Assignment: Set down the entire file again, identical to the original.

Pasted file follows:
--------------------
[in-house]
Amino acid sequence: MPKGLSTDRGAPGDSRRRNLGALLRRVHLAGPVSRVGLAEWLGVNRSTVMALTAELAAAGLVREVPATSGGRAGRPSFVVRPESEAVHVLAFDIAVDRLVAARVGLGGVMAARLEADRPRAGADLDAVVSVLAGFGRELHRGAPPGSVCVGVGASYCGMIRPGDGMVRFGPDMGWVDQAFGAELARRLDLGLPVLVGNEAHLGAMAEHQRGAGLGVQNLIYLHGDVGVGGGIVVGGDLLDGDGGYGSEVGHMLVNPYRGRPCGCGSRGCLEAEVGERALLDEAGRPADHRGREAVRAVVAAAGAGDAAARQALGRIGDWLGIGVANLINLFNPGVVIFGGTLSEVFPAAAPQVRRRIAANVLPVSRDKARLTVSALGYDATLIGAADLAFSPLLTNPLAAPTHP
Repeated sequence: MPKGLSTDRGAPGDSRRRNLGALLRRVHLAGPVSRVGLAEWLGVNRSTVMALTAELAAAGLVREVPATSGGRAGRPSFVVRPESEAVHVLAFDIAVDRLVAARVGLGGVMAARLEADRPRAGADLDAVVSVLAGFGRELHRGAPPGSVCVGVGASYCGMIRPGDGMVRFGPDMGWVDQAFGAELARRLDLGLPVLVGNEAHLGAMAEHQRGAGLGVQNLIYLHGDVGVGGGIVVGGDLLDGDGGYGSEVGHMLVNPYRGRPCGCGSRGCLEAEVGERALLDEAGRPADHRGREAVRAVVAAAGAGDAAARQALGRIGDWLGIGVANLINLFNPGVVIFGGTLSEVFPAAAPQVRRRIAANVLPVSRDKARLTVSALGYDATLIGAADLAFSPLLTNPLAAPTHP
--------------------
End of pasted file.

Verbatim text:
[in-house]
Amino acid sequence: MPKGLSTDRGAPGDSRRRNLGALLRRVHLAGPVSRVGLAEWLGVNRSTVMALTAELAAAGLVREVPATSGGRAGRPSFVVRPESEAVHVLAFDIAVDRLVAARVGLGGVMAARLEADRPRAGADLDAVVSVLAGFGRELHRGAPPGSVCVGVGASYCGMIRPGDGMVRFGPDMGWVDQAFGAELARRLDLGLPVLVGNEAHLGAMAEHQRGAGLGVQNLIYLHGDVGVGGGIVVGGDLLDGDGGYGSEVGHMLVNPYRGRPCGCGSRGCLEAEVGERALLDEAGRPADHRGREAVRAVVAAAGAGDAAARQALGRIGDWLGIGVANLINLFNPGVVIFGGTLSEVFPAAAPQVRRRIAANVLPVSRDKARLTVSALGYDATLIGAADLAFSPLLTNPLAAPTHP
Repeated sequence: MPKGLSTDRGAPGDSRRRNLGALLRRVHLAGPVSRVGLAEWLGVNRSTVMALTAELAAAGLVREVPATSGGRAGRPSFVVRPESEAVHVLAFDIAVDRLVAARVGLGGVMAARLEADRPRAGADLDAVVSVLAGFGRELHRGAPPGSVCVGVGASYCGMIRPGDGMVRFGPDMGWVDQAFGAELARRLDLGLPVLVGNEAHLGAMAEHQRGAGLGVQNLIYLHGDVGVGGGIVVGGDLLDGDGGYGSEVGHMLVNPYRGRPCGCGSRGCLEAEVGERALLDEAGRPADHRGREAVRAVVAAAGAGDAAARQALGRIGDWLGIGVANLINLFNPGVVIFGGTLSEVFPAAAPQVRRRIAANVLPVSRDKARLTVSALGYDATLIGAADLAFSPLLTNPLAAPTHP